Biden’s EPA Restores Rule Protecting Vulnerable Communities From Mercury and Other Toxic Power Plant Emissions
The U.S. Environmental Protection Agency (EPA) has reaffirmed the legal, scientific and economic bases of the 2012 Mercury and Air Toxics Standards (MATS) that require coal– and oil-fired power plants to implement “significant reductions” in emissions of mercury, acid gases and other toxic pollutants, a press release from the EPA said. The decision reverses the rollback of the regulations under the administration of former President Donald Trump, reported The Associated Press.
The press release said keeping the toxic emissions under control protects the environment, reduces cancer risks and fatal heart attacks and avoids neurodevelopmental delays in children. The protections are particularly important for those exposed to air pollution, including children and those who are especially vulnerable like Indigenous and low-income communities and people of color living near power plants.
“For years, Mercury and Air Toxics Standards have protected the health of American communities nationwide, especially children, low-income communities, and communities of color who often and unjustly live near power plants,” said EPA Administrator Michael S. Regan in the press release. “This finding ensures the continuation of these critical, life-saving protections while advancing President Biden’s commitment to making science-based decisions and protecting the health and wellbeing of all people and all communities.”
The EPA found that the regulation of air toxins emitted by power plants under the Clean Air Act was “appropriate and necessary,” the press release said. The current emissions standards were left unchanged by the final ruling.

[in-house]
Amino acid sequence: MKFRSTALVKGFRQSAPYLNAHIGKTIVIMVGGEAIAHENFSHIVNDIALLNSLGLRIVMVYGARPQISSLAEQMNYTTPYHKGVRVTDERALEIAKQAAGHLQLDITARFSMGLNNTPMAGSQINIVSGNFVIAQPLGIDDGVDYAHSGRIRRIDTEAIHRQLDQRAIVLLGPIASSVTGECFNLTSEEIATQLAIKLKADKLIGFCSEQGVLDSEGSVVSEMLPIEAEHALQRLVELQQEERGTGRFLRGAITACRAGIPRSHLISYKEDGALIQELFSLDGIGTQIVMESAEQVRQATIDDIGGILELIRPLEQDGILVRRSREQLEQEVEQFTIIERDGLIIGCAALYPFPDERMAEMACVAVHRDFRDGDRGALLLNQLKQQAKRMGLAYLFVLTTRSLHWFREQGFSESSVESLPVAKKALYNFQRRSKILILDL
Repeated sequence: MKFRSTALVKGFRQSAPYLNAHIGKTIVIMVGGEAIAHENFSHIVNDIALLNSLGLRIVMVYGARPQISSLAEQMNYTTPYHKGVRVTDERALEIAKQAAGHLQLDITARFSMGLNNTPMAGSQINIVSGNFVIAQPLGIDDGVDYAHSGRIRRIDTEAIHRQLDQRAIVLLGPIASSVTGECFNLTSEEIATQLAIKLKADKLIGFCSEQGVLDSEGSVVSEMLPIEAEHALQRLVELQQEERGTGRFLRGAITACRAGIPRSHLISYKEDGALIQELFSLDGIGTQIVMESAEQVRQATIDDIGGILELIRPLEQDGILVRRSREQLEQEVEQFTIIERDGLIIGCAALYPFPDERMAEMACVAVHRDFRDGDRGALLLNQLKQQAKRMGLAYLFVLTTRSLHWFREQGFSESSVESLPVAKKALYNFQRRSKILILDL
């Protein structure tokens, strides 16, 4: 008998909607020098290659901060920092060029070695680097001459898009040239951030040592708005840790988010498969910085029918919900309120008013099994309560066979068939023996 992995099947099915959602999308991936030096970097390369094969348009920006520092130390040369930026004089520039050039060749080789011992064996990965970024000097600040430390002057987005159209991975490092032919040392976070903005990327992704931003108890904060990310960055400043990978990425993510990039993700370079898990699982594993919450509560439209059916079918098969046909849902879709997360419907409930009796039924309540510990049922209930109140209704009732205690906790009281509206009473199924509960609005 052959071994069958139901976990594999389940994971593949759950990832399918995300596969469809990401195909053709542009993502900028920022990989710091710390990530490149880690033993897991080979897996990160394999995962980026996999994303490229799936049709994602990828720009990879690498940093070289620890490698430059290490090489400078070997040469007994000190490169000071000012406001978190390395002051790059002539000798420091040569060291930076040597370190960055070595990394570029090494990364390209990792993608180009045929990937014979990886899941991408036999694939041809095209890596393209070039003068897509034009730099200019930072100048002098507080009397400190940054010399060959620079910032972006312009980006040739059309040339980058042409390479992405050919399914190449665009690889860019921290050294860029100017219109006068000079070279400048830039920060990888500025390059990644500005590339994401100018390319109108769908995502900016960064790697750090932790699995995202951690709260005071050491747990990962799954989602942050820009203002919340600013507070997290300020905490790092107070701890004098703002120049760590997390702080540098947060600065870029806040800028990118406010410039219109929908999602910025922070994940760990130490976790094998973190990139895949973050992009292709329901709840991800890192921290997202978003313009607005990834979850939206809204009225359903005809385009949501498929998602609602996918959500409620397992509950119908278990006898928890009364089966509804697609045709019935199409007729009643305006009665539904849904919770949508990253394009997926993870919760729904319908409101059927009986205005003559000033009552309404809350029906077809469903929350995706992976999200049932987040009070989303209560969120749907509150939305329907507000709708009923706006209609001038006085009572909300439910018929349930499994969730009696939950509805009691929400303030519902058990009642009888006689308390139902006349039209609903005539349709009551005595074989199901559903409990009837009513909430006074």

In 2020, the Trump administration reversed the last appropriate and necessary finding made in 2016. The latest decision by the EPA found the 2020 action to have been “based on a fundamentally flawed interpretation of the Clean Air Act that improperly ignored or undervalued vital health benefits from reducing hazardous air pollution from power plants,” the press release said.
In determining if stricter regulations for toxic air pollution from power plants are “feasible and warranted,” the EPA is giving ongoing consideration to the MATS Risk and Technology Review, as directed by President Joe Biden’s Executive Order 13990, “Protecting Public Health and the Environment and Restoring Science to Tackle the Climate Crisis.”
Harmful pollutants have been sharply reduced by the implementation of the MATS and power sector advancements. According to EPA estimates, by 2017 there was an estimated 86 percent reduction in mercury emissions from power plants, a 96 percent reduction in acid gas emissions and an 81 percent reduction in non-mercury metal emissions compared to 2010 pre-MATS levels.
A costs reassessment following the implementation of the MATS by the EPA found that the power sector would likely pay billions of dollars less to comply with the MATS than was originally estimated.
Before the MATS, coal- and oil-fired power plants were the biggest domestic sources of mercury, selenium and hydrogen chloride, as well as arsenic, cobalt, nickel, chromium, beryllium, hydrogen cyanide and cadmium.
Some in the power sector praised the restoration of the MATS, as many power plant operators had previously installed costly technology during the Obama administration in order to comply with the rule, The New York Times reported.
“EEI’s member companies, and the electric power industry collectively, have invested more than $18 billion to install pollution control technologies to meet these standards,” said President of the Edison Electric Institute Tom Kuhn, as reported by The New York Times. “With the appropriate and necessary finding restored, electric companies can remain focused on getting the energy we provide as clean as we can as fast as we can, while maintaining the reliability and affordability that our customers value.”
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